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Japan dealing with nuclear reactors

CAROL MARTINDALE, [email protected]

Japan dealing with nuclear reactors

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Tokyo (CNN) — Crews at a nuclear plant struck by an earthquake, then a tsunami and then an explosion in the span of 36 hours resorted today to flooding a feverish nuclear reactor with sea water in hopes of preventing a meltdown of its core.
An explosion that sent white smoke rising above the Fukushima Daiichi plant this afternoon buckled the walls of a concrete building that surrounded one of the plant’s nuclear reactors, but did not damage the reactor itself, Chief Cabinet Secretary Yukio Edano told reporters.
The explosion was caused, he said, by a failure in a pumping system as workers tried to prevent the reactor’s temperature from racing out of control.
While Edano said radiation levels appeared to be falling after the explosion, the government nevertheless ordered an expanded evacuation of the area around the Daiichi plant, as well as a second facility where the cooling system had failed — the Fukushima Daini plant.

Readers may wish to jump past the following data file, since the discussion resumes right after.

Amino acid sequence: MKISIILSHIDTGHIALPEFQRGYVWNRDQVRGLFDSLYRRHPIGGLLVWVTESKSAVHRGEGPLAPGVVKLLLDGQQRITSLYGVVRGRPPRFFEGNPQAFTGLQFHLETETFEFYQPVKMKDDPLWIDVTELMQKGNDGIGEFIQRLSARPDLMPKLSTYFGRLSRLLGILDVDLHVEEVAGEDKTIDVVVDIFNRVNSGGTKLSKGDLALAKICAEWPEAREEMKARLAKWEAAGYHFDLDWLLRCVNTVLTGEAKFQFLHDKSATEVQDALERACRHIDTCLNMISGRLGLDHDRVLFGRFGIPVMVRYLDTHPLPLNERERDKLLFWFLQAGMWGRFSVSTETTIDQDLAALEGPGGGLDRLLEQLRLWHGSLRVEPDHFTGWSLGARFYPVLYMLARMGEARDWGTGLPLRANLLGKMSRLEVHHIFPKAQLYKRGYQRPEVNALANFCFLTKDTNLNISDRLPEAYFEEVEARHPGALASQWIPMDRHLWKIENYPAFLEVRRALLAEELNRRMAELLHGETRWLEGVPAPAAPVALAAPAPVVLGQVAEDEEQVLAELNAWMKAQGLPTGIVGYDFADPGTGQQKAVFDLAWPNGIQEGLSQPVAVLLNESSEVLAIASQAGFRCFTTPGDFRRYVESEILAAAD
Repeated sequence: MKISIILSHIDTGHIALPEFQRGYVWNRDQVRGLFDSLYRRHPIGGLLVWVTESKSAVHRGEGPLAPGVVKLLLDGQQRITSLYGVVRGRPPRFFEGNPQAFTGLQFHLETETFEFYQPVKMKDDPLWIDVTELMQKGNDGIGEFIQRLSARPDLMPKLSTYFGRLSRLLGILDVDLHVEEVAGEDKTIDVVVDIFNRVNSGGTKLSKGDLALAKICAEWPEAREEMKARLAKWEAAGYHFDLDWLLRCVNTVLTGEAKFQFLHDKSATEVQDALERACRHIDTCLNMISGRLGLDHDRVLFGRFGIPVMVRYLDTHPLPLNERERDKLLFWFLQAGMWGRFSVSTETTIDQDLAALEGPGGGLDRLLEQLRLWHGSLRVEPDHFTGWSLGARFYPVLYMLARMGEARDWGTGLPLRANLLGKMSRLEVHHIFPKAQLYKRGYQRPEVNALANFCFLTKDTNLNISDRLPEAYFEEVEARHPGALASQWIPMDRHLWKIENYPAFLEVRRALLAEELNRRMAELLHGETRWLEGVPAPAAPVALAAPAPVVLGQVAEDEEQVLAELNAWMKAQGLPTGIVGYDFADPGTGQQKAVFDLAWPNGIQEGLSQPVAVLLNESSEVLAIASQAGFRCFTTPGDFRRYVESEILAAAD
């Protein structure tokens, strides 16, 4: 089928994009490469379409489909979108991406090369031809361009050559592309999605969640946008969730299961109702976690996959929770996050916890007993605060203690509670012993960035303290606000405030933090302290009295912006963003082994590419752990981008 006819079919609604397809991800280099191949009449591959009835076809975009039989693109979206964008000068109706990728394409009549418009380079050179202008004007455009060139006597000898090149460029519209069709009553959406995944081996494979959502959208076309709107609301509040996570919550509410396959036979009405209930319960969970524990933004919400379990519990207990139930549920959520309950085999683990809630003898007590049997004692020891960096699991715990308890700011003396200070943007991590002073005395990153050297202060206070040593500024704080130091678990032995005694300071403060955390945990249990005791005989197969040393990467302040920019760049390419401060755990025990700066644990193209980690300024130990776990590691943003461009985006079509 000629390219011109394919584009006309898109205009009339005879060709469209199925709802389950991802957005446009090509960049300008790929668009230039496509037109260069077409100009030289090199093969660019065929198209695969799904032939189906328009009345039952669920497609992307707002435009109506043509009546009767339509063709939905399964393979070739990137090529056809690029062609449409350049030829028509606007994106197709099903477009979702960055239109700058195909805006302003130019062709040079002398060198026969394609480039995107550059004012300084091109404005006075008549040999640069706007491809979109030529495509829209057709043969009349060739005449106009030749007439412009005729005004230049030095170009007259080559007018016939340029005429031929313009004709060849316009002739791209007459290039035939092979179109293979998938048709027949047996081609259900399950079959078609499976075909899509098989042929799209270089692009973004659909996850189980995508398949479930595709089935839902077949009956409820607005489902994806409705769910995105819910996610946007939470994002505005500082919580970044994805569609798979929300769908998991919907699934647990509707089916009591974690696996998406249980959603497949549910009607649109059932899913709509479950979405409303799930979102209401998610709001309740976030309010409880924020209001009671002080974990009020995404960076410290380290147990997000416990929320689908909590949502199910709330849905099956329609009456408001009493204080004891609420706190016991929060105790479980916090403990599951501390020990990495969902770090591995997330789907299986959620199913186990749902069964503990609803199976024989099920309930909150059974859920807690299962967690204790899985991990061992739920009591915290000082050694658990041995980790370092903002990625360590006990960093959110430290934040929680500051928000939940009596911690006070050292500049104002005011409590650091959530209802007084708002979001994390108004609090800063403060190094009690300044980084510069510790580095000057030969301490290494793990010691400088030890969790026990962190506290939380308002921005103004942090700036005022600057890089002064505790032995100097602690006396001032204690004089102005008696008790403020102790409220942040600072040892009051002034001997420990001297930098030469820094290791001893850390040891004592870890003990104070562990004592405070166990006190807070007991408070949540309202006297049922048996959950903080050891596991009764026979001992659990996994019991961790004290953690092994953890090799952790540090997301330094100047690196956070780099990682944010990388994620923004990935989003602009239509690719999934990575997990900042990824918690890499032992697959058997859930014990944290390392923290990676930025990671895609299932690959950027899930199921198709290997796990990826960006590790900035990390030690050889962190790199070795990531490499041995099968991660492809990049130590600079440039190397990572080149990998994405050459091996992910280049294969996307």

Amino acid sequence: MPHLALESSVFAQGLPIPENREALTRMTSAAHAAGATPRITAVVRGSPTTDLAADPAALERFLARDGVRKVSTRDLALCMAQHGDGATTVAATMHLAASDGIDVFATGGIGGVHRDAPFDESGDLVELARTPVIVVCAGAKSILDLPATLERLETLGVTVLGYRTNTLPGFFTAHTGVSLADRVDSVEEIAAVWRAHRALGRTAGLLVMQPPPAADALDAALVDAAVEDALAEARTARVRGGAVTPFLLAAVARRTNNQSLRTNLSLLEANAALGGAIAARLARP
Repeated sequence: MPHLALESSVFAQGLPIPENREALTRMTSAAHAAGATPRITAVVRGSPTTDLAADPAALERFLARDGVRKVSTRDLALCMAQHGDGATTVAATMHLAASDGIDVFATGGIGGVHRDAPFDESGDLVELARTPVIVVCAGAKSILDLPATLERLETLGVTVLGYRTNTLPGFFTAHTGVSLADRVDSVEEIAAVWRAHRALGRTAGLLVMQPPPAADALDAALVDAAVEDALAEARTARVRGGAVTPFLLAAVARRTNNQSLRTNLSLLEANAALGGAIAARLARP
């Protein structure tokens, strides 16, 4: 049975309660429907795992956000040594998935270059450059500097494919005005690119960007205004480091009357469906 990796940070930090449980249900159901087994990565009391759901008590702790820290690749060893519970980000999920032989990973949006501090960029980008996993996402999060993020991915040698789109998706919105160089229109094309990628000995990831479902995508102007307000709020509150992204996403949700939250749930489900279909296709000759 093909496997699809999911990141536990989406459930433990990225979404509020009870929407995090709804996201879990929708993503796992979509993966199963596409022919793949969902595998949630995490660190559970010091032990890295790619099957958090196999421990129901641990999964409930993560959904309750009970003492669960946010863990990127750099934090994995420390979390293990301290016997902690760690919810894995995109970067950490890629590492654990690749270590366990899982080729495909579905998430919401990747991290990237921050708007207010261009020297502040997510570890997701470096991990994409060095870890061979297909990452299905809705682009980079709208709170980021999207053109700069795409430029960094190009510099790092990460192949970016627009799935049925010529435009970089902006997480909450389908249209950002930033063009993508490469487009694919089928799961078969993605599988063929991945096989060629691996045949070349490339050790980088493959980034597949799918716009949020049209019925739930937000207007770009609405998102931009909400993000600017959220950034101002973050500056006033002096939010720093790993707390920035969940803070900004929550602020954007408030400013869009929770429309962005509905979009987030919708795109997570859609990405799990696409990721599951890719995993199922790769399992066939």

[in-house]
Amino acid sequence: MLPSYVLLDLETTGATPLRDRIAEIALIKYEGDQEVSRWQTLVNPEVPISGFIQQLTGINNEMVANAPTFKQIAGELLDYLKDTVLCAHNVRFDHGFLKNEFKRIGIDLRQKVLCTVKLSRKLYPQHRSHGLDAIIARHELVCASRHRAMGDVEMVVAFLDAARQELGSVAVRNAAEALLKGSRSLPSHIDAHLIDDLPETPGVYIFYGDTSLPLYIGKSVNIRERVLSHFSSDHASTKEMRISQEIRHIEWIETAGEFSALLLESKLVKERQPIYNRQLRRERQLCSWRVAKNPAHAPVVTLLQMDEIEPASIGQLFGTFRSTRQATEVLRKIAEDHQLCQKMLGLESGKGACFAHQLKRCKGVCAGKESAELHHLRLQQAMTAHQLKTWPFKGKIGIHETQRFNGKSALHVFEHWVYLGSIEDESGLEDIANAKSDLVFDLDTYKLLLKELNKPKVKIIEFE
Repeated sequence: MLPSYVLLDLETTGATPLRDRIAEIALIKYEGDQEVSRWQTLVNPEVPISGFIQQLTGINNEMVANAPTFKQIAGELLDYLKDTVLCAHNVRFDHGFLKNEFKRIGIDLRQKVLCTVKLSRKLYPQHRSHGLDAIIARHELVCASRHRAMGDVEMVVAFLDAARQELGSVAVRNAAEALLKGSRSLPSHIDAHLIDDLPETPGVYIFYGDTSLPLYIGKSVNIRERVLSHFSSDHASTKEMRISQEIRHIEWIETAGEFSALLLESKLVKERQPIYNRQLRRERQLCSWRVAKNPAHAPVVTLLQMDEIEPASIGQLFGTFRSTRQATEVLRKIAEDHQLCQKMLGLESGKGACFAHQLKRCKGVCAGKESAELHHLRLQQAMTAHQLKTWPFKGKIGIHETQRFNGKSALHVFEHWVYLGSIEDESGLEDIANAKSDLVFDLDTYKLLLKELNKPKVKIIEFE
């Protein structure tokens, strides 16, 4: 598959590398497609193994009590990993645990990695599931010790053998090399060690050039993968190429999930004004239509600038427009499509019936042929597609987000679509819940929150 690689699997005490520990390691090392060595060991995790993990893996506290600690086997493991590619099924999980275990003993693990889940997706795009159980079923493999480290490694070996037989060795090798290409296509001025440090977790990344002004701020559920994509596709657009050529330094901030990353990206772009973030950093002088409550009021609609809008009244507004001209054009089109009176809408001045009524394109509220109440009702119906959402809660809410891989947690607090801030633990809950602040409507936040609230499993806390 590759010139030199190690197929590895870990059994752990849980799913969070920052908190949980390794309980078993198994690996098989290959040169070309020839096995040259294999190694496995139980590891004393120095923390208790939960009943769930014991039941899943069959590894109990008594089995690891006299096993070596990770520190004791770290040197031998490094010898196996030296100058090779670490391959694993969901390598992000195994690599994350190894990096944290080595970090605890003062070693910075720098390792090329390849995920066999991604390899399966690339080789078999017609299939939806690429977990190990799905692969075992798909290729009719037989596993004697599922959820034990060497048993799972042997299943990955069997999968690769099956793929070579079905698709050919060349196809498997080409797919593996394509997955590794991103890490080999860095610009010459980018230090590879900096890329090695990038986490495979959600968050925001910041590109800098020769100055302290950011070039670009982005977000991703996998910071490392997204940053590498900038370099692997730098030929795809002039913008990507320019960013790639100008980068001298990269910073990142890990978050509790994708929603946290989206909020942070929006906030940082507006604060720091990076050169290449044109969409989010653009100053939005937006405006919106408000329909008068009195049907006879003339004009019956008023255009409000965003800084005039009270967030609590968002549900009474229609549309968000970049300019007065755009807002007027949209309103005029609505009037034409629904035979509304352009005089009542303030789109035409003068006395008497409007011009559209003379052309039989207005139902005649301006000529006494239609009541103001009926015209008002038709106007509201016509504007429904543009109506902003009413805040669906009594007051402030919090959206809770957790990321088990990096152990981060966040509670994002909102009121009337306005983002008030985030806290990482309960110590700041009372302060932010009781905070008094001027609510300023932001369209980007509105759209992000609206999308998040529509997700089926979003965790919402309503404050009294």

Three patients at a hospital tested positive for radiation exposure, according to the Japanese public broadcasting station NHK, citing a statement from Fukushima Prefecture.


The three were randomly selected from a group of 90 hospital workers and patients who were already at the medical facility — about three kilometers from the Daiichi plant — before Friday’s massive quake. The patients were outside of the hospital awaiting evacuation at the time of the explosion.
While the three showed signed of exposure, “no abnormal health conditions have been observed,” NHK quoted the prefecture as saying.
Although government officials painted a hopeful picture, saying crews had begun implementing a backup plan to flood the reactor containment structure with sea water, a nuclear expert said the situation is dire even if it is already under control.